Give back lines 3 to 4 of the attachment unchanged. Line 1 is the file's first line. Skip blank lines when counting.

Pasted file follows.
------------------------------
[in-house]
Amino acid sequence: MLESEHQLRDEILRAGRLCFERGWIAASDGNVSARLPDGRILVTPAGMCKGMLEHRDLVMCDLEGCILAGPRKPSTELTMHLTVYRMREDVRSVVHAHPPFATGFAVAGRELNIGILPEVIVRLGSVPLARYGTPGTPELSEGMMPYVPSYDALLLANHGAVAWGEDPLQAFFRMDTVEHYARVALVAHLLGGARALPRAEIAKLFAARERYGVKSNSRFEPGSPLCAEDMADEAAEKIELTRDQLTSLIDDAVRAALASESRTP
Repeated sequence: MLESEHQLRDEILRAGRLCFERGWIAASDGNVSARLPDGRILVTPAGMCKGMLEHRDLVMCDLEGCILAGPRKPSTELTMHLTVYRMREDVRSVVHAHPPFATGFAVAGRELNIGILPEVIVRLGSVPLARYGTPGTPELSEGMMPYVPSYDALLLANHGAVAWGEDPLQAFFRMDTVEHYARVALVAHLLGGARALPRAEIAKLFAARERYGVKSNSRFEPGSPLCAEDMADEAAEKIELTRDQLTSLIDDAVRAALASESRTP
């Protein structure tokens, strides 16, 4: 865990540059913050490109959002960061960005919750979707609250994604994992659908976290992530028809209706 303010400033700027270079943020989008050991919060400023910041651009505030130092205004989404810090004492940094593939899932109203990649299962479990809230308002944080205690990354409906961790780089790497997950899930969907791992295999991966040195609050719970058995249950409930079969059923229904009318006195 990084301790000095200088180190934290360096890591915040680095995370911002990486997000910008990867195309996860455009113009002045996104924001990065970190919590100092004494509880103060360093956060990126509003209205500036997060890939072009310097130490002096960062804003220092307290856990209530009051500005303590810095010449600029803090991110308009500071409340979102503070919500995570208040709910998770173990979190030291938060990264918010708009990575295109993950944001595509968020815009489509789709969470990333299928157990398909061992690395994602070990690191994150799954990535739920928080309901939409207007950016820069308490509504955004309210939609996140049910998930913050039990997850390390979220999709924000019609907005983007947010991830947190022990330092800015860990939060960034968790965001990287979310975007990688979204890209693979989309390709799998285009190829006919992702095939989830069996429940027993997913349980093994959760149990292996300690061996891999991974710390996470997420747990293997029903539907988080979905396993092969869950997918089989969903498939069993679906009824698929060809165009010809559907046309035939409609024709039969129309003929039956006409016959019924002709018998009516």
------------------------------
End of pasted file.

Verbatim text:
Repeated sequence: MLESEHQLRDEILRAGRLCFERGWIAASDGNVSARLPDGRILVTPAGMCKGMLEHRDLVMCDLEGCILAGPRKPSTELTMHLTVYRMREDVRSVVHAHPPFATGFAVAGRELNIGILPEVIVRLGSVPLARYGTPGTPELSEGMMPYVPSYDALLLANHGAVAWGEDPLQAFFRMDTVEHYARVALVAHLLGGARALPRAEIAKLFAARERYGVKSNSRFEPGSPLCAEDMADEAAEKIELTRDQLTSLIDDAVRAALASESRTP
């Protein structure tokens, strides 16, 4: 865990540059913050490109959002960061960005919750979707609250994604994992659908976290992530028809209706 303010400033700027270079943020989008050991919060400023910041651009505030130092205004989404810090004492940094593939899932109203990649299962479990809230308002944080205690990354409906961790780089790497997950899930969907791992295999991966040195609050719970058995249950409930079969059923229904009318006195 990084301790000095200088180190934290360096890591915040680095995370911002990486997000910008990867195309996860455009113009002045996104924001990065970190919590100092004494509880103060360093956060990126509003209205500036997060890939072009310097130490002096960062804003220092307290856990209530009051500005303590810095010449600029803090991110308009500071409340979102503070919500995570208040709910998770173990979190030291938060990264918010708009990575295109993950944001595509968020815009489509789709969470990333299928157990398909061992690395994602070990690191994150799954990535739920928080309901939409207007950016820069308490509504955004309210939609996140049910998930913050039990997850390390979220999709924000019609907005983007947010991830947190022990330092800015860990939060960034968790965001990287979310975007990688979204890209693979989309390709799998285009190829006919992702095939989830069996429940027993997913349980093994959760149990292996300690061996891999991974710390996470997420747990293997029903539907988080979905396993092969869950997918089989969903498939069993679906009824698929060809165009010809559907046309035939409609024709039969129309003929039956006409016959019924002709018998009516």